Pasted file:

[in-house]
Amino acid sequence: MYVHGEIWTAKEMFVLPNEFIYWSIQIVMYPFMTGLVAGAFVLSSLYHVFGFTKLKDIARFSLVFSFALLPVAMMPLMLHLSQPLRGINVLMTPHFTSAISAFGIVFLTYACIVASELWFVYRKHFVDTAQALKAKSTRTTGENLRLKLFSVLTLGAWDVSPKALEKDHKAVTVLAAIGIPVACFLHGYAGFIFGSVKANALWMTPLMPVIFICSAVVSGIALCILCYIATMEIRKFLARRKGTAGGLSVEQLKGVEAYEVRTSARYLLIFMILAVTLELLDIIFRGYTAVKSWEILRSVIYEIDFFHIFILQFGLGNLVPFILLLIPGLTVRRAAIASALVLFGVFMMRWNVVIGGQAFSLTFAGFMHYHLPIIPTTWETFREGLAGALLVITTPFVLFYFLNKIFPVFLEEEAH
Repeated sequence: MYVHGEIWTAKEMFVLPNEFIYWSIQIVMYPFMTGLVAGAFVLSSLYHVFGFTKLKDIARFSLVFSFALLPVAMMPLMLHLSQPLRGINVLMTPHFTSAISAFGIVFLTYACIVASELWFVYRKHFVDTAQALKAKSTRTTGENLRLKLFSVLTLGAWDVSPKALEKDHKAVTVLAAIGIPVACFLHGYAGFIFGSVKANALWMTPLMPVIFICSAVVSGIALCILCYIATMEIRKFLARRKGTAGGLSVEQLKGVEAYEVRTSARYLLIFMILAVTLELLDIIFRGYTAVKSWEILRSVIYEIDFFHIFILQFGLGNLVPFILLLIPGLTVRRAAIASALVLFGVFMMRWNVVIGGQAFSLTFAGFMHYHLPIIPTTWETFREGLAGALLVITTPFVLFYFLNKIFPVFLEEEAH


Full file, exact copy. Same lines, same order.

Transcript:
[in-house]
Amino acid sequence: MYVHGEIWTAKEMFVLPNEFIYWSIQIVMYPFMTGLVAGAFVLSSLYHVFGFTKLKDIARFSLVFSFALLPVAMMPLMLHLSQPLRGINVLMTPHFTSAISAFGIVFLTYACIVASELWFVYRKHFVDTAQALKAKSTRTTGENLRLKLFSVLTLGAWDVSPKALEKDHKAVTVLAAIGIPVACFLHGYAGFIFGSVKANALWMTPLMPVIFICSAVVSGIALCILCYIATMEIRKFLARRKGTAGGLSVEQLKGVEAYEVRTSARYLLIFMILAVTLELLDIIFRGYTAVKSWEILRSVIYEIDFFHIFILQFGLGNLVPFILLLIPGLTVRRAAIASALVLFGVFMMRWNVVIGGQAFSLTFAGFMHYHLPIIPTTWETFREGLAGALLVITTPFVLFYFLNKIFPVFLEEEAH
Repeated sequence: MYVHGEIWTAKEMFVLPNEFIYWSIQIVMYPFMTGLVAGAFVLSSLYHVFGFTKLKDIARFSLVFSFALLPVAMMPLMLHLSQPLRGINVLMTPHFTSAISAFGIVFLTYACIVASELWFVYRKHFVDTAQALKAKSTRTTGENLRLKLFSVLTLGAWDVSPKALEKDHKAVTVLAAIGIPVACFLHGYAGFIFGSVKANALWMTPLMPVIFICSAVVSGIALCILCYIATMEIRKFLARRKGTAGGLSVEQLKGVEAYEVRTSARYLLIFMILAVTLELLDIIFRGYTAVKSWEILRSVIYEIDFFHIFILQFGLGNLVPFILLLIPGLTVRRAAIASALVLFGVFMMRWNVVIGGQAFSLTFAGFMHYHLPIIPTTWETFREGLAGALLVITTPFVLFYFLNKIFPVFLEEEAH